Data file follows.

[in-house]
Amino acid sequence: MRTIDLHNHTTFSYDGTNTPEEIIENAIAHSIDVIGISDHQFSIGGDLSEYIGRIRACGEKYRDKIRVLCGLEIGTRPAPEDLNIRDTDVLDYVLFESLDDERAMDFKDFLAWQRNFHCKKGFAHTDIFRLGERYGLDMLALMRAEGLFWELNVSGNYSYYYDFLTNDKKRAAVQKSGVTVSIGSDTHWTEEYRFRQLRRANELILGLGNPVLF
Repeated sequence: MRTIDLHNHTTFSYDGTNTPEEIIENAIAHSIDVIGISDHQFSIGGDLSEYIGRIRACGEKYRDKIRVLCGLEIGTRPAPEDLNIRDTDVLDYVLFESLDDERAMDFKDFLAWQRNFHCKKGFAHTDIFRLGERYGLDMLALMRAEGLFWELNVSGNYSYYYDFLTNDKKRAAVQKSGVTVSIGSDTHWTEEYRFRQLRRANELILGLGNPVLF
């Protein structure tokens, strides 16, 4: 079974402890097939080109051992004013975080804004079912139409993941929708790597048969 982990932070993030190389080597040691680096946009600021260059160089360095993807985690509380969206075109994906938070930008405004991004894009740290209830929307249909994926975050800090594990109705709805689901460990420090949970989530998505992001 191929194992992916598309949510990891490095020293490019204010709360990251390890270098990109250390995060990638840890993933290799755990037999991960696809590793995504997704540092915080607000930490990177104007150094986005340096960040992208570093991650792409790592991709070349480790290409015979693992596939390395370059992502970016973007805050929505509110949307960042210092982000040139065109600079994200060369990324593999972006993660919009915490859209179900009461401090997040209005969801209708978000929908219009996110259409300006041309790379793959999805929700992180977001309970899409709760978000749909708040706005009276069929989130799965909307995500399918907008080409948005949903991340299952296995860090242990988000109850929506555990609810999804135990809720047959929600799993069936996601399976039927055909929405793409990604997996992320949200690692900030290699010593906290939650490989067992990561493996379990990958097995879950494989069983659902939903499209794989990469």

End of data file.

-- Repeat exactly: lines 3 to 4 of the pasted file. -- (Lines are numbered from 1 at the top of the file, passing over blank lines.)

Repeated sequence: MRTIDLHNHTTFSYDGTNTPEEIIENAIAHSIDVIGISDHQFSIGGDLSEYIGRIRACGEKYRDKIRVLCGLEIGTRPAPEDLNIRDTDVLDYVLFESLDDERAMDFKDFLAWQRNFHCKKGFAHTDIFRLGERYGLDMLALMRAEGLFWELNVSGNYSYYYDFLTNDKKRAAVQKSGVTVSIGSDTHWTEEYRFRQLRRANELILGLGNPVLF
């Protein structure tokens, strides 16, 4: 079974402890097939080109051992004013975080804004079912139409993941929708790597048969 982990932070993030190389080597040691680096946009600021260059160089360095993807985690509380969206075109994906938070930008405004991004894009740290209830929307249909994926975050800090594990109705709805689901460990420090949970989530998505992001 191929194992992916598309949510990891490095020293490019204010709360990251390890270098990109250390995060990638840890993933290799755990037999991960696809590793995504997704540092915080607000930490990177104007150094986005340096960040992208570093991650792409790592991709070349480790290409015979693992596939390395370059992502970016973007805050929505509110949307960042210092982000040139065109600079994200060369990324593999972006993660919009915490859209179900009461401090997040209005969801209708978000929908219009996110259409300006041309790379793959999805929700992180977001309970899409709760978000749909708040706005009276069929989130799965909307995500399918907008080409948005949903991340299952296995860090242990988000109850929506555990609810999804135990809720047959929600799993069936996601399976039927055909929405793409990604997996992320949200690692900030290699010593906290939650490989067992990561493996379990990958097995879950494989069983659902939903499209794989990469």